One of the most important aspects you should learn in the Spanish language is how to greet someone correctly, and saying things like buenas tardes (good afternoon) is a perfect way to do so.
In Spanish-speaking countries, phrases like buenas tardes and related expressions are an easy way to greet just about anyone you come across.
In this quick article, we’ll be going over the proper vocabulary of how to say things like “Good Afternoon”, “Good Morning”, “Good Evening”, etc. This way, you’ll be able to politely greet someone without always needing to fall back on the basic, “hola”.
So let’s get started:
Buenas Tardes & Similar Phrases
Just like in English, the Spanish language uses different types of greetings for different times of the day. If you want to say “Good Afternoon” in Spanish, that would be different than saying “Good Morning” or “Good Evening”.
The tricky part for Spanish learners is that there are different forms based on the grammatical rules, which is why we say buenas tardes, but buenos días.
Saying something like Good Afternoon in Spanish can also be just slightly confusing for some people because, depending on the country, the people there may have a different perception of what counts as the afternoon.
So here are some of the most common ways to say “Good Afternoon” in Spanish, as well as some alternatives for different times of the day:
|Buenos días||Good morning / Good Day|
|Buenas tardes||Good afternoon|
|Buenas noches||Good evening / Good night|
|Buen día||Good day|
As you can see, these five ways to say Good Afternoon are all very similar, but they change slightly because of how the Spanish language works with adjectives. So let’s go over each phrase and see why they’re different.
This is the first time-dependent phrase and one of the most common ones to hear. You might hear people say this expression for both Good Afternoon and Morning, depending on the time.
Typically, in a Spanish-speaking country, you could use this phrase from early in the morning until around 3 p.m. This is because, in many countries, lunch is a little later than it is in English-speaking countries. And until lunchtime, many languages still consider it to be the morning.
Also remember, Días is a plural masculine noun, so you’ll need to use Buenos to accompany it.
Here are a few common examples:
- Buenos días, ¿has dormido bien? – Good morning, did you sleep well?
- Buenos días, quería hablar con … – Good afternoon, I wanted to speak with…
- Buenos días, Patricia, ¿cómo estás? – Good morning, Patricia, how are you?
To say Good Afternoon in Spanish when it is very clearly the afternoon, you’ll use “buenas tardes”.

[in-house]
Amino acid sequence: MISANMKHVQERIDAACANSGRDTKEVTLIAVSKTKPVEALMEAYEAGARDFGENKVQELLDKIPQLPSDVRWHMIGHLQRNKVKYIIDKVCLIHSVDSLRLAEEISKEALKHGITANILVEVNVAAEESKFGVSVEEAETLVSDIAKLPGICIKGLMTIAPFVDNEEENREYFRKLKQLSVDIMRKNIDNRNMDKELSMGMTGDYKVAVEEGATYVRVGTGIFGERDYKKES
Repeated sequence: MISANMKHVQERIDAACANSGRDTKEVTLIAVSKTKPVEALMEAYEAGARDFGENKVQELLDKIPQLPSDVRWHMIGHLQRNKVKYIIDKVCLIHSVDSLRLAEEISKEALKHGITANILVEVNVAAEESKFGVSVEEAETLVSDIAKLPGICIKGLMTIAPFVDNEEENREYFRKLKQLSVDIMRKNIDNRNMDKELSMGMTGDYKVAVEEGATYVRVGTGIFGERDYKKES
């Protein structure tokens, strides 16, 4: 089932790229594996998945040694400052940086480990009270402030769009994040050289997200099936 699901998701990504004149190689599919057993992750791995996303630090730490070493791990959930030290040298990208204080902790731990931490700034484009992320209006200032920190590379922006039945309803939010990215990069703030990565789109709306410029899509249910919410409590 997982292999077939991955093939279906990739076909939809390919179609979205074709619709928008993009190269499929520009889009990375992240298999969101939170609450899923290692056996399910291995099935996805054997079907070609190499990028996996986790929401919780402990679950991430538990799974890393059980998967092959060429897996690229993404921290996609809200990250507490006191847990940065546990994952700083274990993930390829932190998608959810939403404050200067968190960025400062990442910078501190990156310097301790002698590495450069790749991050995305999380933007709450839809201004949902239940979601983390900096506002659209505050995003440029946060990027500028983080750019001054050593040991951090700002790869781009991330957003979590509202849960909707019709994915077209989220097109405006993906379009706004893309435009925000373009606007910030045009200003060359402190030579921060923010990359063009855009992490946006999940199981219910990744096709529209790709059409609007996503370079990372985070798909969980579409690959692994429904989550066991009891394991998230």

You can use Buenas Tardes anytime between 3 p.m. to around 8 or 9 p.m. This may vary between countries and even the time of the year. Basically, between lunchtime and (Spanish) dinnertime, you’ll say Buenas Tardes.
Remember that Tardes is a plural feminine noun, so we’ll stick to Buenas to go with it.
- Buenas tardes, ¿qué tal? – Good afternoon, how’s it going?
- Buenas tardes, quisiera reservar una mesa para esta noche. – Good afternoon, I would like to make a reservation for tonight.
This expression works for any time after dinner to both greet and say goodbye to someone at night. Although in English we typically only say “good night” before someone goes to sleep, in other languages you can say this just as you would say Buenas Tardes.
As you learn Spanish, you’ll realize that there are many little things like this that make it so different from English!
You can use this phrase the same way as Buenas Tardes, since Noches is a plural feminine noun.
As an interesting Spanish fact, this phrase is most commonly heard in peninsular Spain as a shortened way to greet someone. Saying Buenas is a more casual way of saying hello to someone.
The best part is that you can use this at any time of the day, so you don’t have to worry about remembering what time of the day it is!
Finally, this is a great way to say goodbye to someone. This Spanish expression is common in many North and Central American countries and is also a way to wish someone a good afternoon.
As you can see, it’s not so hard to learn how to say Buenas Tardes. This short expression is a perfect way to sound a little more natural in your speech, something that is always welcome as you learn Spanish!
If you want to keep practicing your greetings, go ahead and sign up for a free private class or a 7-day free trial of our group classes so you can open with a “Good Afternoon” in Spanish.
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